The award for strangest star in the universe just went to KIC 8462852.
Business Insider recently spoke with two of these astronomers to find out what's really going on and if this structure really is proof of alien intelligence or a complete hoax.
For some background: A postdoctoral graduate at Yale, Tabby Boyajian, and Penn State astronomer Jason Wright, recently discovered a bizarre and mysteriously giant structure orbiting the star that's unlike anything they've ever seen.
And now they're doing what scientists do best: weighing all of the possible explanations until more data comes in that can rule out the wrong reasons in favor of the right one.
Right now, there are many options on the table, including a giant swarm of comets, left-over chunks from a broken-up planet, and last but certainly not least an alien-built megastructure. But we won't know for sure until more data is collected.
Is it aliens?
As Penn State astronomer Kimberly Cartier told Business Insider about the coverage: "It's gotten a bit out of hand." What's more, she said that the probability of this exciting, yet wildly confusing, observation being aliens is "very low."
She also emphasized: "Just to clarify, neither [my colleague] Jason [Wright] or myself ... are advocating that it is an alien megastructure, but we also can't completely rule it out."
Cartier works with Wright who is spearheading the search for these megastructures as a way to enhance the SETI (search for extraterrestrial intelligence) project. The two collaborated on a scientific paper about how to go about finding these structures back in 2009.
Moreover, Wright recently blogged about his work with KIC 8462852.
His post does an excellent job of presenting the data in a straight-forward, non-hyped way. But as he recently told Atlantic reporter Ross Andersen, "Aliens should always be the very last hypothesis you consider, but this looked like something you would expect an alien civilization to build."
We asked Wright how he felt about the hype his quote has since spawned.
"I think the star is really inexplicable, but I would put the probability that [aliens] is what it is as very low."
What's really going on
Right now, the only scientific information astronomers have for star KIC 8462852 is its light curves, which is an estimate of how much light Earth receives from the star over a given period of time.
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These light curves reveal that something giant, about half the width of the star, is blocking the light but in bizarre bursts that are anything but periodic. If the obstruction were a planet eclipsing the star, it would block the light with a predictable pattern as the planet orbited the star.
But "the eclipses have very strange shapes in the sense that whatever is blocking it is not a circular object," Wright told Business Insider. "And there's lots of them — lots of things blocking the star. When you put all that together, there's nothing like that [anywhere else] in the sky. It's unique and very very strange."
These light curves were first collected by a post doctoral fellow at Yale, Tabby Boyajian. After Boyajian presented them at Penn State, Wright took an immediate interest and soon after contacted Andrew Siemion, who works at the Berkeley SETI Research Center. The two submitted a telescope proposal to study the star in more detail that is still pending.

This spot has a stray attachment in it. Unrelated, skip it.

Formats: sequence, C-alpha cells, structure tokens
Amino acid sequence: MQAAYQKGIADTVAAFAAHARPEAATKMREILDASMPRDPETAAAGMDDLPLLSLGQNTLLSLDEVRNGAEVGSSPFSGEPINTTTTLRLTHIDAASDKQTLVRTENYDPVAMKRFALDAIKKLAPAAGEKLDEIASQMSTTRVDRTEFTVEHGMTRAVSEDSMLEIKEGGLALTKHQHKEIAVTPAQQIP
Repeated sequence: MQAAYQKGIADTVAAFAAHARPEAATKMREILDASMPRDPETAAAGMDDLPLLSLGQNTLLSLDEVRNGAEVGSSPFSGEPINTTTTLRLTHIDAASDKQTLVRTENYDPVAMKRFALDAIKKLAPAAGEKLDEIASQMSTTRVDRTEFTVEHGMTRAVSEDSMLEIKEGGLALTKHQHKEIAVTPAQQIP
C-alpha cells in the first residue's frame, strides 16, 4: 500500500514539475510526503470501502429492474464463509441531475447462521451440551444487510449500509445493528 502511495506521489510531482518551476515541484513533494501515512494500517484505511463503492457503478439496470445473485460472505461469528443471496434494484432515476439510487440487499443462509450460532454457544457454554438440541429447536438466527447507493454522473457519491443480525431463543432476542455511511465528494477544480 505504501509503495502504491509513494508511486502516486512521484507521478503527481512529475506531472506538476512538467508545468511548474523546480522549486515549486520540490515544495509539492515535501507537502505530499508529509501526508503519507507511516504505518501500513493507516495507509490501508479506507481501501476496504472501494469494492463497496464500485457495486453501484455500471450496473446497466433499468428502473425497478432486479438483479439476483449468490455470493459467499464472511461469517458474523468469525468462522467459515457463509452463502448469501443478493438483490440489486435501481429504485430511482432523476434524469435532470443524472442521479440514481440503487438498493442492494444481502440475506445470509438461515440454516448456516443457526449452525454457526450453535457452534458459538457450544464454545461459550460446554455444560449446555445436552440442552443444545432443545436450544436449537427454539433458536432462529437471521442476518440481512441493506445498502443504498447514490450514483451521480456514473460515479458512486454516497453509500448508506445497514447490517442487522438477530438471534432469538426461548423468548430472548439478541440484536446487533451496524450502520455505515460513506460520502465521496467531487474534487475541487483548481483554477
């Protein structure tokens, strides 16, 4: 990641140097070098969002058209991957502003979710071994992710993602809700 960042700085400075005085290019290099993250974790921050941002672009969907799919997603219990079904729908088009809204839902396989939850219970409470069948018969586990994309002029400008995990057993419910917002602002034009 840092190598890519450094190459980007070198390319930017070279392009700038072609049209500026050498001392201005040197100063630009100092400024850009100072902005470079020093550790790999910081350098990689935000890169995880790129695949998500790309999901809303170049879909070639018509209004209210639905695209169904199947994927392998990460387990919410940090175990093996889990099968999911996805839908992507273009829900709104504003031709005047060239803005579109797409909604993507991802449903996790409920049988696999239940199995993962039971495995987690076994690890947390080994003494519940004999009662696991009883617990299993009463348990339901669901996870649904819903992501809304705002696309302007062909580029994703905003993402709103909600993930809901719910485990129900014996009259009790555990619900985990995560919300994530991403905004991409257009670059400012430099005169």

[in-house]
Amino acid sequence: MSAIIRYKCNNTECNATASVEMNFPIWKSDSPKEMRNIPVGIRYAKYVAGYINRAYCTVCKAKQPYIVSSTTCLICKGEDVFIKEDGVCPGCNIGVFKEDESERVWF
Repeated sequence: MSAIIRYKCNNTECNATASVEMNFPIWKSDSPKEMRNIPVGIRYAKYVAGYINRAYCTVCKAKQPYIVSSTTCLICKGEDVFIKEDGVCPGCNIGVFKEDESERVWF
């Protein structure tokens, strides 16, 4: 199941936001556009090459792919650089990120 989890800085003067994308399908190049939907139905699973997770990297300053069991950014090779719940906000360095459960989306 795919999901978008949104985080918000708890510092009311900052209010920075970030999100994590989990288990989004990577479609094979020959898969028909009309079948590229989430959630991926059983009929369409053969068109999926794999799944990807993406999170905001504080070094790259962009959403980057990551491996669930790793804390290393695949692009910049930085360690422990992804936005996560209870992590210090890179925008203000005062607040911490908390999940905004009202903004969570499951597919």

What Wright would like to do next is take what are called spectra of the star. Spectra are a critical tool in astronomy that allows researchers to essentially take a chemical fingerprint of an object that tells them what it's made of.
"I want to see spectra when its dim and spectra when its bright and compare the two," Wright said. "And the difference should tell us what the light is passing through and tell us whatever is blocking it, what that's made of. That will be very diagnostic."
Is Earth doomed?
In the mean time, as we wait for Wright and Siemion to collect more information, it is worth addressing the possibility that if (and that's a very big if) this structure were made by an alien civilization, is Earth doomed?
To that, Cartier said absolutely not.
If the structure were artificial, it would be what Cartier and Wright describe as a Dyson sphere, which is a type of energy generating device that was first described by theoretical physicist Freeman Dyson in a paper published by Science in 1960.
"The structure itself is not meant to support life, Cartier told Business Insider. "It's something called a Dyson sphere, which is essentially a large porous series of solar panels ... that's meant to capture some of the starlight and convert it into usable energy for a civilization that's orbiting farther out in a region that would be more habitable."
While constructing a Dyson sphere would require a tremendous amount of resources, it does not take technology that is vastly advanced to our own to build. That means, these potential alien beings have not likely invented warp drives to skip across the galaxy just yet.
"Certainly to build a structure that big requires a lot more resources and potentially more advanced technology than we currently have available to us," Cartier told Business Insider. "However that doesn't imply that they have the capabilities to travel all the way here to Earth."
Moreover, if this, in fact, were a Dyson sphere, it would be a work in progress because of its apparent shape, Cartier later told Business Insider in an email.
The star KIC 8462852 is over 1,400 light years from Earth. So, don't worry, the world won't be coming to an end due to an alien invasion any time soon.
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